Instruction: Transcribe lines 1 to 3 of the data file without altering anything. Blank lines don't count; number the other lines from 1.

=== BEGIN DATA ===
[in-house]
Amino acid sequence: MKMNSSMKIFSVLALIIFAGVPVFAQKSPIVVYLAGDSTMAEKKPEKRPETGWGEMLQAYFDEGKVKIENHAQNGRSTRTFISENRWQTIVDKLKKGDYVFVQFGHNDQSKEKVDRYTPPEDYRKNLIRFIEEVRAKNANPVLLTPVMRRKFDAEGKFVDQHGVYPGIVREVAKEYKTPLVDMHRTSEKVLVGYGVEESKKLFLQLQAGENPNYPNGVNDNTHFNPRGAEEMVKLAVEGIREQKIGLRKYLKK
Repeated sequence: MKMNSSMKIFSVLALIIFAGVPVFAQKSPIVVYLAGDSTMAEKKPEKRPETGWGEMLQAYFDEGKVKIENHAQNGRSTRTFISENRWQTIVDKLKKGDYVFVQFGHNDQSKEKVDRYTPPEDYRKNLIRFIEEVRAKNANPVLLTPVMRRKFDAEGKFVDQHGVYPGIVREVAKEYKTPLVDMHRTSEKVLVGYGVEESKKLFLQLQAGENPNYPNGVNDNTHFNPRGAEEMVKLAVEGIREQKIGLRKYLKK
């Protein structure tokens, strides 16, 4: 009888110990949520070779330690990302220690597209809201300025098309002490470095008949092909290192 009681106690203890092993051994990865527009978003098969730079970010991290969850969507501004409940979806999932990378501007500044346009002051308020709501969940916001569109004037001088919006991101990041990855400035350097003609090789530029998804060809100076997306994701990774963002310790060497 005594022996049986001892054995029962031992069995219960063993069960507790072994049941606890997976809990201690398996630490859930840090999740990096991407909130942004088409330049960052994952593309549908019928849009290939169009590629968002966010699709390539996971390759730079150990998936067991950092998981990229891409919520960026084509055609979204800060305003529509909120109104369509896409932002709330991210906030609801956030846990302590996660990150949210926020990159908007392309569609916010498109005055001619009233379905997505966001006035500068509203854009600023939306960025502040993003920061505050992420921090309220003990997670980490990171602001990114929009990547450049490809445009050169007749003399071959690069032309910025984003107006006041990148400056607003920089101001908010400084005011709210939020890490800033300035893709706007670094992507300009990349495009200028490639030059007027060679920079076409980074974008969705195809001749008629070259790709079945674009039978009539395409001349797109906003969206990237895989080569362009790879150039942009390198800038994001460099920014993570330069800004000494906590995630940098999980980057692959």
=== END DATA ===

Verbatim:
[in-house]
Amino acid sequence: MKMNSSMKIFSVLALIIFAGVPVFAQKSPIVVYLAGDSTMAEKKPEKRPETGWGEMLQAYFDEGKVKIENHAQNGRSTRTFISENRWQTIVDKLKKGDYVFVQFGHNDQSKEKVDRYTPPEDYRKNLIRFIEEVRAKNANPVLLTPVMRRKFDAEGKFVDQHGVYPGIVREVAKEYKTPLVDMHRTSEKVLVGYGVEESKKLFLQLQAGENPNYPNGVNDNTHFNPRGAEEMVKLAVEGIREQKIGLRKYLKK
Repeated sequence: MKMNSSMKIFSVLALIIFAGVPVFAQKSPIVVYLAGDSTMAEKKPEKRPETGWGEMLQAYFDEGKVKIENHAQNGRSTRTFISENRWQTIVDKLKKGDYVFVQFGHNDQSKEKVDRYTPPEDYRKNLIRFIEEVRAKNANPVLLTPVMRRKFDAEGKFVDQHGVYPGIVREVAKEYKTPLVDMHRTSEKVLVGYGVEESKKLFLQLQAGENPNYPNGVNDNTHFNPRGAEEMVKLAVEGIREQKIGLRKYLKK